00:10:03 - 00:15:01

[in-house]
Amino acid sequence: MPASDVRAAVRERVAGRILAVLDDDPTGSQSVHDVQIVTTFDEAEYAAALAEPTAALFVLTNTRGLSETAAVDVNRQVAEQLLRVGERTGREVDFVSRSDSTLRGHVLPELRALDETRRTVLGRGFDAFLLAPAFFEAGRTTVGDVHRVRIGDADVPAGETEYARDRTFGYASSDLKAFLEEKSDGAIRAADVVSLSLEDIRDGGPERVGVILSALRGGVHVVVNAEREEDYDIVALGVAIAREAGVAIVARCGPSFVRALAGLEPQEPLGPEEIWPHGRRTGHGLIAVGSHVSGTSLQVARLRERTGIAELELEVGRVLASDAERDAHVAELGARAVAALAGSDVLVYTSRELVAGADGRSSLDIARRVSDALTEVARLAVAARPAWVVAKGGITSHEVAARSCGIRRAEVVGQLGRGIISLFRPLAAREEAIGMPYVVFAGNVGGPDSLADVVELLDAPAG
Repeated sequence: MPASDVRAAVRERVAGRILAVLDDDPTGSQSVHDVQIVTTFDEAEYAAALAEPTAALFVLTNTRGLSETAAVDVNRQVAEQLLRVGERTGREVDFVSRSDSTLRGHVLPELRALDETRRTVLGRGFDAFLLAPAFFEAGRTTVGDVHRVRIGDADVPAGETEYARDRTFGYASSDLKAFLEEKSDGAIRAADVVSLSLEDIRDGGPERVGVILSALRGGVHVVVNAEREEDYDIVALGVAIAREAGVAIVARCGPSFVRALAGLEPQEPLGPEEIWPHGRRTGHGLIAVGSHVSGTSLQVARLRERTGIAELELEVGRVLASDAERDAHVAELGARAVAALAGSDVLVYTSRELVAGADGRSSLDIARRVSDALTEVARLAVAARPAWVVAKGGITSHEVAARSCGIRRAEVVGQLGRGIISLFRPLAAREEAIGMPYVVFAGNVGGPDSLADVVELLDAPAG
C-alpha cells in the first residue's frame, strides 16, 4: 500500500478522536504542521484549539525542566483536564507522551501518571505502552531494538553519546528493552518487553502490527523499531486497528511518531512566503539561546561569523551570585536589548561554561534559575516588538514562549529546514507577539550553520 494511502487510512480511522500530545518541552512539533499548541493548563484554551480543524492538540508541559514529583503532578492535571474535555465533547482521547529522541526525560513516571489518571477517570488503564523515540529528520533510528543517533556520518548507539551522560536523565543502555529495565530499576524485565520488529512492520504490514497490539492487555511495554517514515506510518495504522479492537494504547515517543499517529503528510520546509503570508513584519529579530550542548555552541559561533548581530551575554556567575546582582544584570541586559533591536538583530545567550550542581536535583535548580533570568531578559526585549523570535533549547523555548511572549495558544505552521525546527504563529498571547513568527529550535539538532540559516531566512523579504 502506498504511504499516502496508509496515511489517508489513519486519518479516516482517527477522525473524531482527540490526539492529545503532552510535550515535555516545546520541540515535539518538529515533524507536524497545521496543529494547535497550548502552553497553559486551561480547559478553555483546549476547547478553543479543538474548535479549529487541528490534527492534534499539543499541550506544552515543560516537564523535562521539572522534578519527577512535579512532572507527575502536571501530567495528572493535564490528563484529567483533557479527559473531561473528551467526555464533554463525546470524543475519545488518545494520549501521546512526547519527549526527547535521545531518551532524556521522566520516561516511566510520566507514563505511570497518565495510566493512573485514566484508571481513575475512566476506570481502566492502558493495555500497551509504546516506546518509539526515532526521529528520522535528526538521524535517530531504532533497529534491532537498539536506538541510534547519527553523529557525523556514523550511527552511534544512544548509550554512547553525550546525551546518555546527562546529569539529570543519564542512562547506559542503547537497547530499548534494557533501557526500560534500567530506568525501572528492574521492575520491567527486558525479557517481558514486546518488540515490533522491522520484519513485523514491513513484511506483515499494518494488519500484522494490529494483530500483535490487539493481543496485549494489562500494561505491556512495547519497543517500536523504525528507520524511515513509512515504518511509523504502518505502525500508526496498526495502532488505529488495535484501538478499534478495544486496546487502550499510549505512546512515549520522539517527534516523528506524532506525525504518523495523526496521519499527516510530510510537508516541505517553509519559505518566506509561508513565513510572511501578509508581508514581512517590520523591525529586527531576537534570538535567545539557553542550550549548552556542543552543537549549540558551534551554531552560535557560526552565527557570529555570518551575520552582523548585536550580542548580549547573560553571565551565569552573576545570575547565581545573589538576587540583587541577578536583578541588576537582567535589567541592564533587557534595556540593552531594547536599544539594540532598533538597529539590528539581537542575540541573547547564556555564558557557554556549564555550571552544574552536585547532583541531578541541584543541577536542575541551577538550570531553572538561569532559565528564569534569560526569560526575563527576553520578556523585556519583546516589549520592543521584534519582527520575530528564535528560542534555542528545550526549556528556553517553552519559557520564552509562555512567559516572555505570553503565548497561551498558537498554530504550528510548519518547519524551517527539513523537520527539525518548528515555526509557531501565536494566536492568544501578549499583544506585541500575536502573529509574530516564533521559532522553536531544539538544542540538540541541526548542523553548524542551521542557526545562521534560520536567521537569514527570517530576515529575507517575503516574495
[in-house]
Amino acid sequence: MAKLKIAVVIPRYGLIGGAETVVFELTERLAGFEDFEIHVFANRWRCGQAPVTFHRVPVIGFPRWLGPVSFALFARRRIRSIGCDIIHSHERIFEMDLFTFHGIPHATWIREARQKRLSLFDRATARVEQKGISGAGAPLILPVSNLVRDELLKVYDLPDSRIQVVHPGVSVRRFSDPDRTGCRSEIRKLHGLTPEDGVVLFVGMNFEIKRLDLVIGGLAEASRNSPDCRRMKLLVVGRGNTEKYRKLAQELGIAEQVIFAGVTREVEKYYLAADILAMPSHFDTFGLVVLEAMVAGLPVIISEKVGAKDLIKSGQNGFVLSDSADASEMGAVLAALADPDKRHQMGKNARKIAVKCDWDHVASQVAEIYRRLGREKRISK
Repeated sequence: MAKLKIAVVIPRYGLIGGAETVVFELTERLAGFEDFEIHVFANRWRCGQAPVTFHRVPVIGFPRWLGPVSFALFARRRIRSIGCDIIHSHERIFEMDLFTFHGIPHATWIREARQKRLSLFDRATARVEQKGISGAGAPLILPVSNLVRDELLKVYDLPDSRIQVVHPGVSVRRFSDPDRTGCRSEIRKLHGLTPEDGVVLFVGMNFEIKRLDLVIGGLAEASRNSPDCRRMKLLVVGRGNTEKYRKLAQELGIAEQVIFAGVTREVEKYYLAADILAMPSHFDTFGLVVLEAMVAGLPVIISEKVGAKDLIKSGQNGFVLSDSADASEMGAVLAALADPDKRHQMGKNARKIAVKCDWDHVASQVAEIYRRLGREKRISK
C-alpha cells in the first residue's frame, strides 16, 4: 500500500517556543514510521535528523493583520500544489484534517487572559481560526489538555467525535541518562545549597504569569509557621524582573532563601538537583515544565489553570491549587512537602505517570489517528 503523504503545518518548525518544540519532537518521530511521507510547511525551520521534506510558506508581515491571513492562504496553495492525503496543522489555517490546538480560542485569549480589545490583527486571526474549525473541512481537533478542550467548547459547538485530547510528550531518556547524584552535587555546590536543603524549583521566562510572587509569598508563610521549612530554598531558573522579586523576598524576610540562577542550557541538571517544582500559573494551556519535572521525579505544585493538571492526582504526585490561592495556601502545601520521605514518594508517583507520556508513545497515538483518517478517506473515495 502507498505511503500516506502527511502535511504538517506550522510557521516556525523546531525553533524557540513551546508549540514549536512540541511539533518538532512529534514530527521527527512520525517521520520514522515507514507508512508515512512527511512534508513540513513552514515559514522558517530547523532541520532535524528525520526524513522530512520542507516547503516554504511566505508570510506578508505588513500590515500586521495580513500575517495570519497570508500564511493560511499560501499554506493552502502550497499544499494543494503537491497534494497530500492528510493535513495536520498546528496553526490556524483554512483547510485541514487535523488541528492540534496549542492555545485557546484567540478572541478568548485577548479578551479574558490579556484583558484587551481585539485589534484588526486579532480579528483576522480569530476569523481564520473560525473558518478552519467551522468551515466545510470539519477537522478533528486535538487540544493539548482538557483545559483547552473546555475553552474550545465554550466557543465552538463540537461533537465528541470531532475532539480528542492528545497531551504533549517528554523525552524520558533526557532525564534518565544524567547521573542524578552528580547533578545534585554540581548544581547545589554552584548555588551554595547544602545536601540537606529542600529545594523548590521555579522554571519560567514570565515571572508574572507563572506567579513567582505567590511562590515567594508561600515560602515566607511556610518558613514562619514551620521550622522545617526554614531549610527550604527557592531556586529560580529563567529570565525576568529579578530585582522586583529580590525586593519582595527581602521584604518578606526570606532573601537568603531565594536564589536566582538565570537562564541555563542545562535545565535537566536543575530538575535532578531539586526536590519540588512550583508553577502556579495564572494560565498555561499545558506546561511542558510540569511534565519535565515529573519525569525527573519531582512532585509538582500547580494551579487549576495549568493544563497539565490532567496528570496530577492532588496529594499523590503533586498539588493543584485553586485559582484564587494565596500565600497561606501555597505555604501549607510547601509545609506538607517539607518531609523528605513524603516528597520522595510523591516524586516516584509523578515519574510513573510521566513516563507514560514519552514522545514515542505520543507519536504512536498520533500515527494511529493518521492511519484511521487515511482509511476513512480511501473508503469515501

I was always playing in front of the camera, but I, I found As I got older I was more interested in the in writing and directing software making things being behind the camera, and so I kinda pull myself from the front of the camera to the to the back directing was the thing that interests me the most in some of the early work that I did I actually worked with other people scripts. So I somebody would have spent all the time in crafting a really good script and then I would take it and make a film, and if you have a good script, you have a better chance of making a good film if you have. A crappy scripts making good films that much harder in slowly over time I started transitioning into I'm actually writing my own stuff collaborating or writing my own my own things I mean when you're a director nobody comes June says, Hey, you don't know what you're doing. Here's a million dollars to make a movie right you have to most directors have to find a way to to learn how to be good writers and understand the writing the writing crafts the you know the win covid nineteen hit in the world kind of just shut down I've actually had the the most amazing time because. You can't go anywhere I can't direct, but I can right I've done to feature scripts that for clients have been paid for them. Apple throw a couple of short films as well as a screenwriter. So I, really like the writing process a lot It can be a solitary kind of venture, but it's A. Crate, stories and characters to create that blueprint is is is a lot of fun. I can't wait to get behind the camera again. Obviously, but you know you need the screenplay before you can direct anyway. So I, I'll use this downtime to to right right. But on that note, you've gone from directing making movies to a writing screenplays. But now you're writing a book which then needs to be put into screenplay and and you're right you're. I'm talking about the some of random chance that was a book. When you write that book, Do you have to think well, this is eventually going to be a screenplay kind of writing the book. Play as writing. I actually I did it backwards is very interesting. I actually? did, random chance is. A. Screenplay I wrote the screenplay with with fellow co writer and then I novel is the the the screenplay. Into into a book without now, it's something that is in the public domain has the ability to for anybody to read it. Actually all started with the first film I made was called Pineville Heist. I. Had the Pineville Heist that was trying for years to find money to make it and I had an actor who was in the twilight. Series who is potentially going to be in the movie who asked me tell me about the town of Pineville end. So I wrote him a couple pages of backstory. Not In a screenplay, but it's just back story about the town and I thought this reads like a book. So actually I spent an eight month process of novel is the screenplay thought you know every couple of days I'll take a scene I'll flesh it out I'll add more color to it I'll I'll give more depth than road book that's on Amazon. Same with the summer random chance. So I did it backwards. The interesting thing was I was at the American film market prior to making the Pineville Heist and Rob Reiner was there and he was talking about spinal tap and all these big movies that he had done in all of these budding script writers are trying to thrust take you know, can you read my scripts? Can you read my script and Rob Reiner's like I can't touch it without a lawyer or you know what I mean? I'm worried about getting sued and also. Right. because. It's an unpublished documented. It's just a blueprint for the script. Well, I handed him a copy of the PINEVILLE has booked. In, because you can buy it on Amazon or Barnes and noble or wherever he took. Because he's not going to get sued for a book that's already out. So it was my way of actually getting my material out in a different format. So you spend all this time writing a screenplay but in. A really good story and characters. But what if you thought what about putting it in a different forms? Now big movies obviously big huge movie star wars, movies they will novel is the story and they'll have an Cillari. Products Right. There's the the big Mac with the door failure on the side of it in the. Their products they sell products in book version of the movie is out in very There's not very many independent, short, not independent feature film makers who have a book version of their movie I never heard that before ever. And you mentioned the Star Wars stuff they kind of sell out with serial like. Book Ten dollars off when you buy this box of cereal, you get coupons or whatever it is.